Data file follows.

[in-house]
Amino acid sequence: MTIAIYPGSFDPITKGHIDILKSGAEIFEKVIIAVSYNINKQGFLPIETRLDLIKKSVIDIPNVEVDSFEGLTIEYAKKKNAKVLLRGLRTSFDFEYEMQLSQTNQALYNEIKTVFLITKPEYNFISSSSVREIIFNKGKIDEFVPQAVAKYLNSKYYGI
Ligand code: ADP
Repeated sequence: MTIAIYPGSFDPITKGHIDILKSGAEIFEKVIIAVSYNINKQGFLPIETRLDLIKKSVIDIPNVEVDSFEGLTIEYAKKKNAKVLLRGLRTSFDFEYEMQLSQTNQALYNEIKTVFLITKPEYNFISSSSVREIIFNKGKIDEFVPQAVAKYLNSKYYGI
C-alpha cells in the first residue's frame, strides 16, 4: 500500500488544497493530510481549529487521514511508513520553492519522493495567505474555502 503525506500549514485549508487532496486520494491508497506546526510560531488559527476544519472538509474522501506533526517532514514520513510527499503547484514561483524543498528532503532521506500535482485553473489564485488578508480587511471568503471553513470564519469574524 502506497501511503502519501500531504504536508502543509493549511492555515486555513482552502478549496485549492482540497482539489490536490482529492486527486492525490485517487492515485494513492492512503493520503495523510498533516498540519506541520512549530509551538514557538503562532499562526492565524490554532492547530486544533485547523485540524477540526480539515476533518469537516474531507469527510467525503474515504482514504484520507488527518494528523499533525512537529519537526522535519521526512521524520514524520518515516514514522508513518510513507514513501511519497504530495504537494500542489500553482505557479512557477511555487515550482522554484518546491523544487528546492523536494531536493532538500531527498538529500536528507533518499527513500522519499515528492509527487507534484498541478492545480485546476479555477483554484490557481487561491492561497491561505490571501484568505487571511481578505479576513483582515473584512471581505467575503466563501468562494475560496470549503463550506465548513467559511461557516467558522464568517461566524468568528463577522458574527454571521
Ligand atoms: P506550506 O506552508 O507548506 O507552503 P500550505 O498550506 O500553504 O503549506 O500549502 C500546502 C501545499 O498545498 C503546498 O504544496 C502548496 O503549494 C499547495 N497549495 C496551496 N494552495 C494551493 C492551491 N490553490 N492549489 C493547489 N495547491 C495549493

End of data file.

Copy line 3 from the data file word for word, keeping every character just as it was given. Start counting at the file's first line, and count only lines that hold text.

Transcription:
Ligand code: ADP